#12 Changes Over a Decade in Anthropometry and Fitness of Elite Austrian Youth Soccer Players
Reference: Front Physiol. 2019 Mar 28;10:333. doi: 10.3389/fphys.2019.00333. eCollection 2019.
Authors: Gonaus C, Birklbauer J, Lindinger SJ, Stöggl TL, Müller E
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Summary: Increases in physical (e.g., high-intensity running and sprinting), technical (e.g., passing rate), and tactical (e.g., player density) aspects made elite level soccer more challenging within the past years. The aim of the study was to evaluate whether these evolutions are also been reflected in changes in anthropometric and fitness characteristics between former (2002 to 2005) and current (2012 to 2015) elite Austrian youth development center (U13 to U14) and soccer academy (U15 to U18) players. A battery of anthropometric, general and soccer-specific fitness tests was conducted annually at the end of each year. Independent t-test and Cohen's d (ES) were calculated to compare the two four-year periods (2530 vs. 2611 players) at each age group separately. Current players were significantly faster in 20 m sprint (ES = 0.26-0.50) and reaction test (ES = 0.15-0.39, except for U18), but less flexible at sit-and-reach (ES = -0.19 to -0.55), in all age categories. Whereas height (ES = 0.26-0.32), body mass (ES = 0.11-0.18) and countermovement jump (ES = 0.24-0.26) increased significantly at youth development center level, current academy players performed superior at shuttle sprint (ES = 0.21-0.59), hurdles agility run (ES = 0.24-0.49), and endurance run (ES = 0.11-0.20). These changes over time in speed, change-of-direction ability, lower-body power, coordination, and endurance were attributed to modern training approaches (e.g., modified games and change-of-direction drills) and modifications in selection politics (e.g., coaches favor speed and decision-making skills).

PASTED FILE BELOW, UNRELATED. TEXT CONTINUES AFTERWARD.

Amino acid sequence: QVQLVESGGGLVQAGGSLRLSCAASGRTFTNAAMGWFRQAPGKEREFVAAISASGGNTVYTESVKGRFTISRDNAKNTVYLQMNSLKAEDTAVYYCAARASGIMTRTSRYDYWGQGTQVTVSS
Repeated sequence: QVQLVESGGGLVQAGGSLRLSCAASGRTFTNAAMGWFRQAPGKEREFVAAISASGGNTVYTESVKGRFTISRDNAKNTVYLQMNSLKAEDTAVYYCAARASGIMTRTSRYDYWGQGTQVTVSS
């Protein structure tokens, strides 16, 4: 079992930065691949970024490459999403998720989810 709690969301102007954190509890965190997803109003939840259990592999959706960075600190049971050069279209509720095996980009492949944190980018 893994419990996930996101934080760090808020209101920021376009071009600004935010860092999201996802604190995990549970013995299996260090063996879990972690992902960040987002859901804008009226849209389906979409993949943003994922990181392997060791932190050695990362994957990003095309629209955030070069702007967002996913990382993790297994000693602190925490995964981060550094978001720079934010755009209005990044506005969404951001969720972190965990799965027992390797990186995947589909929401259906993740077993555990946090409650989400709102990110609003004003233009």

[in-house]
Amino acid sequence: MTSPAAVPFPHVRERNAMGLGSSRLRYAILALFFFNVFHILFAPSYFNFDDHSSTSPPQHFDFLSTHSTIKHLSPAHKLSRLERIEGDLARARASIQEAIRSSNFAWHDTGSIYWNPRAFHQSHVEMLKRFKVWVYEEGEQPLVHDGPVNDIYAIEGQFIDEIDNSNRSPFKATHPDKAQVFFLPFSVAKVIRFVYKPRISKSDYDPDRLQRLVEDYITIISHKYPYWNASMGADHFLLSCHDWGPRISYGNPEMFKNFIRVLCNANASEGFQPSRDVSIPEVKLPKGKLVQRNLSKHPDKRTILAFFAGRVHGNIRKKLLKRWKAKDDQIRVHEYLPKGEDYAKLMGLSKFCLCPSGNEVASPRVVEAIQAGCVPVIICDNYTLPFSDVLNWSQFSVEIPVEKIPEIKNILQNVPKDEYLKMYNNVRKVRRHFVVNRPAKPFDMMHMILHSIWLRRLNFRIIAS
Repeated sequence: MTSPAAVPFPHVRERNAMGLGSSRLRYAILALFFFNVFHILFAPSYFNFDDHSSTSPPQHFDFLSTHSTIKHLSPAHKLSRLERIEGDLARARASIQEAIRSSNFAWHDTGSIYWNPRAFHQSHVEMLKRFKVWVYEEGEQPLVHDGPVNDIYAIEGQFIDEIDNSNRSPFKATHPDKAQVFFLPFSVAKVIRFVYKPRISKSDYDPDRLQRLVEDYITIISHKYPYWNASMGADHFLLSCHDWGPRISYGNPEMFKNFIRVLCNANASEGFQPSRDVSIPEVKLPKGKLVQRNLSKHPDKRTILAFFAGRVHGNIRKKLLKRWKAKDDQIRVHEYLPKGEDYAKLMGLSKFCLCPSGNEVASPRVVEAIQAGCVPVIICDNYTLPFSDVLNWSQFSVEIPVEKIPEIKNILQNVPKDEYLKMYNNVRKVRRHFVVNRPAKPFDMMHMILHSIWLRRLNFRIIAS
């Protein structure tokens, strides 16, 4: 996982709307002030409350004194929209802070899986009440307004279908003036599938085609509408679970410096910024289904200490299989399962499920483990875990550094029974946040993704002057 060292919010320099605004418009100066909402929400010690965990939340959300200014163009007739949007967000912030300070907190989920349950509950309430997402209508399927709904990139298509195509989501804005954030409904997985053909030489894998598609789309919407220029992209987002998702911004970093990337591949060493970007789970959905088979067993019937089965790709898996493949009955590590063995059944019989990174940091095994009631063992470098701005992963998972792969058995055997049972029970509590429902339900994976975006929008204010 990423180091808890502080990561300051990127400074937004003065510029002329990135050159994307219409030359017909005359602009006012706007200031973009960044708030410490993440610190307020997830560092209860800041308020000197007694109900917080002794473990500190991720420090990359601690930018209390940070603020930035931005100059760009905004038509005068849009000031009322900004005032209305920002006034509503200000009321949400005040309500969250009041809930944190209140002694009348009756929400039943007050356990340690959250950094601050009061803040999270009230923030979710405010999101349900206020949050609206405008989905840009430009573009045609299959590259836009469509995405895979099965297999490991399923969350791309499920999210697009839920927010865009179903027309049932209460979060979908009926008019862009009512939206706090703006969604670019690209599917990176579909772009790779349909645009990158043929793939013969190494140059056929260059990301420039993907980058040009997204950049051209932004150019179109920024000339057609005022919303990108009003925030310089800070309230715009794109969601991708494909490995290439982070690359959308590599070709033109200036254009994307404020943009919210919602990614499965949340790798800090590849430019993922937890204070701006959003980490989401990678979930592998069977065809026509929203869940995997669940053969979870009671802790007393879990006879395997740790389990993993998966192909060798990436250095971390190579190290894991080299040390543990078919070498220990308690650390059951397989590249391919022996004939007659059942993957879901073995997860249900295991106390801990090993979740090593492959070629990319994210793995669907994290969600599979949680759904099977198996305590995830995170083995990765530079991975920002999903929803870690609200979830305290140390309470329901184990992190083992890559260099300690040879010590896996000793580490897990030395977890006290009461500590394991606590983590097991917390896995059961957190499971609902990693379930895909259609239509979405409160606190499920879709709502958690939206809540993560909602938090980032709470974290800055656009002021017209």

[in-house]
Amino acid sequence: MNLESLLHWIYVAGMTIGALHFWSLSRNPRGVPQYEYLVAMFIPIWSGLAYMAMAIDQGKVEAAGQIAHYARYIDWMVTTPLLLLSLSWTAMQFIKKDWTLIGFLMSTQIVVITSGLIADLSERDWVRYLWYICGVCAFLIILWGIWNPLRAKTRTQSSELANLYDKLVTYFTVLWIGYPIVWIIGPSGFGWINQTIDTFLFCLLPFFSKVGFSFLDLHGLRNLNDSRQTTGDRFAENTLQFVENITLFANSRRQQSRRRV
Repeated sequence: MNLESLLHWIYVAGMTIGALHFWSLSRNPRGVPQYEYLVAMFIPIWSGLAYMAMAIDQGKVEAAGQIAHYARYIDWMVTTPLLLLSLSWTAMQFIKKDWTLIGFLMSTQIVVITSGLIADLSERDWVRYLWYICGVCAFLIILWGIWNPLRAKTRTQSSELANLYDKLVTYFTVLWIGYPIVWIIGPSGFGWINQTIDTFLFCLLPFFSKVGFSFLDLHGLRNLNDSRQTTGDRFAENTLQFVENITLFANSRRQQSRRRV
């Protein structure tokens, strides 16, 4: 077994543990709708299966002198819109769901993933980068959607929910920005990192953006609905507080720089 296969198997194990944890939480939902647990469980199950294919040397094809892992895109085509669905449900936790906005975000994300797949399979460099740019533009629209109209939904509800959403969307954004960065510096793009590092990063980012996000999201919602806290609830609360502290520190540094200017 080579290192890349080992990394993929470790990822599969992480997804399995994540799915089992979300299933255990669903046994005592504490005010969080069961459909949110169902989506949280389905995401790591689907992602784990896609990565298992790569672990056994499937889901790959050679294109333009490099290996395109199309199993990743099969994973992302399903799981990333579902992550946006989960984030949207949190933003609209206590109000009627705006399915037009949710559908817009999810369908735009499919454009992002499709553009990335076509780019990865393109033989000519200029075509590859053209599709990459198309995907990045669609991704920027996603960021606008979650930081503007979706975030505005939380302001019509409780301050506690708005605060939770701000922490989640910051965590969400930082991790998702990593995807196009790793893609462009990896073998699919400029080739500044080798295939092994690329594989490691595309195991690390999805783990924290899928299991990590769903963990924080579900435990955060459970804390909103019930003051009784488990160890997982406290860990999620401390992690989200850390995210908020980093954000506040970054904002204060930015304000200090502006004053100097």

#13 Recovery profiles following single and multiple matches per week in professional football
Reference: Eur J Sport Sci. 2019 Apr 18:1-9. doi: 10.1080/17461391.2019.1601260. [Epub ahead of print]
Authors: Howle K, Waterson A, Duffield R
Summary: The purpose was to investigate player responses 48 h post single (SM) and multi-match (MM) weeks on two subjective and three objective outcome measures to infer recovery status. From 42 professional players over 2 seasons, outcome measures relevant to recovery status were collected 48 h following matches, as well as during pre-season training weeks as a comparative baseline. These included (1) 5-item subjective wellness questionnaire, (2) total quality recovery (TQR) scale, (3) hip adduction squeeze test, ankle knee to wall (KTW) test, and active knee extension (AKE) flexibility test. These outcome measures 48 h post-match were compared for SM (n = 79) and MM (n = 86) weeks where players completed >75 min of match time in only one (SM) or if both matches were played and had <96 h recovery (MM). Internal match load was collected from each match based on session rating of perceived exertion (sRPE) multiplied by match duration. Subjective wellness (specifically fatigue, sleep and soreness), TQR and hip adduction squeeze test were all significantly reduced following match 1 at 48 h post for both SM and MM (p < 0.05), and further reduced following match 2 in MM (p < 0.05). No other outcome measures to infer recovery showed significant differences (p > 0.05) within or between-conditions. Subjective wellness, TQR and hip adduction strength showed reduction 48 h post match for players competing in multiple matches with <96 h recovery. Therefore, these outcome measures may be of use to practitioners to assess readiness to compete during congested competition schedules.

#14 Effects of Creatine Supplementation on Athletic Performance in Soccer Players: A Systematic Review and Meta-Analysis
Reference: Nutrients. 2019 Mar 31;11(4). pii: E757. doi: 10.3390/nu11040757.
Authors: Mielgo-Ayuso J, Calleja-Gonzalez J, Marqués-Jiménez D, Caballero-García A, Córdova A, Fernández-Lázaro D